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Crowd, Henman Ensure Uncommon Wimbledon

By Jennifer Frey
Washington Post Staff Writer
Monday, June 30, 1997; Page D1

WIMBLEDON, England, June 29 — They wore dishwasher detergent boxes perched on their heads and tennis balls made into earrings. They did the wave, sang football chants, and frequently failed to fall silent on serve. They cheered in mid-point. They cheered double faults.

A week's worth of rain forced Wimbledon officials to open their gates to the commoners on this, Wimbledon's usual rest day. But the All England Club did schedule the closest thing this country has to tennis royalty — Tim Henman — for its premier match on Centre Court. And in an atmosphere unlike anything the usually staid Centre Court has hosted, Henman triumphed over Dutchman Paul Haarhuis, 6-7 (9-7), 6-3, 6-2, 4-6, 14-12, in a match that lasted 3 hours 58 minutes and left the chair umpire hoarse from having to repeatedly request silence from the crowd.

Henman, a quarterfinalist last year, was the people's man playing on People's Day at Wimbledon, where the line for cut-rate tickets stretched more than three miles, four abreast, before the gates opened this morning. As a result, even the raucousness of the first time Wimbledon scheduled matches for the middle Sunday — in 1991 — paled in comparison to the response given Henman, the Oxford-born 22-year-old who already has his face on billboards all over town.

"I don't think you can get a better atmosphere in any sport," Henman said. "And being British, playing today on the Centre Court at Wimbledon, and saving match point, and winning 14-12 in the fifth — well, what can you say?"

While it's been a great tournament for the Brits (who also got a victory from Greg Rusedski today), it's been a terrible one for the Americans. With third-round action not yet completed, three of 14 U.S. men remain — No. 1 Pete Sampras, who plays Monday, as well as Alex O'Brien and Richey Reneberg. Of 20 American women in the draw, only No. 2 Monica Seles and No. 11 Mary Joe Fernandez have a chance of advancing to the fourth round.

No. 5 Lindsay Davenport was the latest American upset victim, falling to Denisa Chladkova of the Czech Republic, 7-5, 6-2, in a second-round match.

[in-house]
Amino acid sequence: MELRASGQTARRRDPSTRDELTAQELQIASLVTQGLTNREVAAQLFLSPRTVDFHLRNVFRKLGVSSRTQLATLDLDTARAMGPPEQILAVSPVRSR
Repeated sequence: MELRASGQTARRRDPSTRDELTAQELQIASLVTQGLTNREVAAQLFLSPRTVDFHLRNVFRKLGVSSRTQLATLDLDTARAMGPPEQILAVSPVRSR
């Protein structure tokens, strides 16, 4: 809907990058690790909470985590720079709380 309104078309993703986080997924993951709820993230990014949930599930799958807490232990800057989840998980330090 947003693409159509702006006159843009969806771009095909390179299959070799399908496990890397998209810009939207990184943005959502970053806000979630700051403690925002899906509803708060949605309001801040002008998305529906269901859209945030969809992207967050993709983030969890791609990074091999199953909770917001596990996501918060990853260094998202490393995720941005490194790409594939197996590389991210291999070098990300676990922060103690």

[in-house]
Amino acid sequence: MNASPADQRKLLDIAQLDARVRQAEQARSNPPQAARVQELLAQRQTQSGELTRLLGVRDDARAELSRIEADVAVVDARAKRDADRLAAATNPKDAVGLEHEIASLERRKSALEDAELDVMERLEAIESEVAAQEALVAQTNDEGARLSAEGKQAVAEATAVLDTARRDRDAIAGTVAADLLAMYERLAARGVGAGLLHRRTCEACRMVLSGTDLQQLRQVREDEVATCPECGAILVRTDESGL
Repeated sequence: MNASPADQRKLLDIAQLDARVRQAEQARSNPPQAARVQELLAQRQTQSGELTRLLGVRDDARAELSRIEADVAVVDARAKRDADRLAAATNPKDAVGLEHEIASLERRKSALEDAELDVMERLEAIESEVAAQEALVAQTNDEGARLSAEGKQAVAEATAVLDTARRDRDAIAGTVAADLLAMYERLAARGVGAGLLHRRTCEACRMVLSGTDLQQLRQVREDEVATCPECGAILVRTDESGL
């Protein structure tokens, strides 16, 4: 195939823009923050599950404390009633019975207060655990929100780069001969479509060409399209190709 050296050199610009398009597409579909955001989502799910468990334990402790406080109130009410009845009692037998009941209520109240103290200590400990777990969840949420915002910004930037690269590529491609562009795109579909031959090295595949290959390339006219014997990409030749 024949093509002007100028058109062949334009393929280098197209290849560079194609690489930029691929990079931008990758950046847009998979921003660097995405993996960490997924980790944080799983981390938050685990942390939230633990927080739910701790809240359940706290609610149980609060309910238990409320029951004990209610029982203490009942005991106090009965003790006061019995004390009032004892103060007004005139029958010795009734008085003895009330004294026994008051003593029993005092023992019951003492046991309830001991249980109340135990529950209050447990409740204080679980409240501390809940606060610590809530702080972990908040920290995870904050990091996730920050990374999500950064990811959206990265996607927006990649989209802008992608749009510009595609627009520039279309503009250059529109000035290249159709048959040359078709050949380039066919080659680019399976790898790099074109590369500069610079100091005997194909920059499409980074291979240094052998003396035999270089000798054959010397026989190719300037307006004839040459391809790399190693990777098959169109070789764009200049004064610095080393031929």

Davenport was not alone when it came to upsets in the women's draw. No 6 Amanda Coetzer, No. 7 Anke Huber, No. 10 Conchita Martinez, No. 14 Brenda Schultz-McCarthy and No. 16 Barbara Paulus all were defeated today, Huber by 16-year-old Anna Kournikova.

But the top four women's seeds — Martina Hingis, Seles, Jana Novotna and Iva Majoli — won today, as Wimbledon finished its seventh day 18 matches behind in singles' action, a vast improvement over where the tournament was just two days ago.

Tournament officials were thrilled with the progress, and the locals were even more thrilled to be given another People's Sunday. As on any other day, the chair umpire prefaced the Henman match with the standard request that all mobile phones be turned off during play. But he had to shout over the crowd noise, and the warning hardly seemed necessary.

These were not mobile phone people.

These were people who camped in pup tents all night, people who wore ripped jeans and painted the St. George cross on any bare skin. One man bounced around with a box of green soap crystals glued to his straw hat. Drawing the crowd's attention with his headgear, he started the first round of the Wave, which lasted for the entire warmup period. Even inhabitants of the Royal Box, full for the first time this tournament, participated.

"It gives you an amazing sort of buzz," said Henman, who got a standing ovation every time he took the court, and heard his named chanted during changeovers. "I wouldn't have thought there were too many empty seats, and to have virtually all of them screaming your name ... I wonder whether I'll ever experience that again."

Henman disappointed his compatriots in the first set, when he blew six set points — three on double faults. All that was long forgotten, though, by the time the match moved into the fifth set. The air grew chilly, the cloud cover grew darker and the crowd's ability to remain silent during points grew weaker and weaker.

Terror seemed to strike the crowd after the ninth game, when Haarhuis broke Henman, then served for the match. On his first — and only — match point, Haarhuis double-faulted. Then, with catcalls coming while he tossed up the ball for service, Haarhuis double-faulted again to give Henman the advantage, and hit a forehand into the net to tie the match, 5-5.

"The English give good support," Haarhuis said, "but that didn't make me lose."

Haarhuis knows what it's like to play in unfriendly environs — he faced Jimmy Connors in the middle of his miracle U.S. Open run in 1991. Haarhuis also is the man who once upset John McEnroe at the U.S. Open and made this proclamation to those seeking background on him: "I am Paul Haarhuis, and I am from Mars."

Today, Haarhuis seemed to get energized as the match went on, while Henman — perhaps tired and perhaps worn down by his country's incredible expectations — seemed to drag. Henman failed to convert his first match point in the 24th game but rallied on Haarhuis's next service, when he broke the Dutchman at love.

It was only the third round of the tournament, but that did not seem to matter to the crowd, which went wild, blowing kisses and screaming his name. Henman has been beloved since he made it to Wimbledon quarterfinals last summer, catapulting himself onto English cereal boxes and margarine labels, clothing lines and the side of a double-decker bus.

To reach the quarterfinals again, Henman next must beat Richard Krajicek, the defending champion, in a fourth-round meeting.

Copyright 1997 The Washington Post Company

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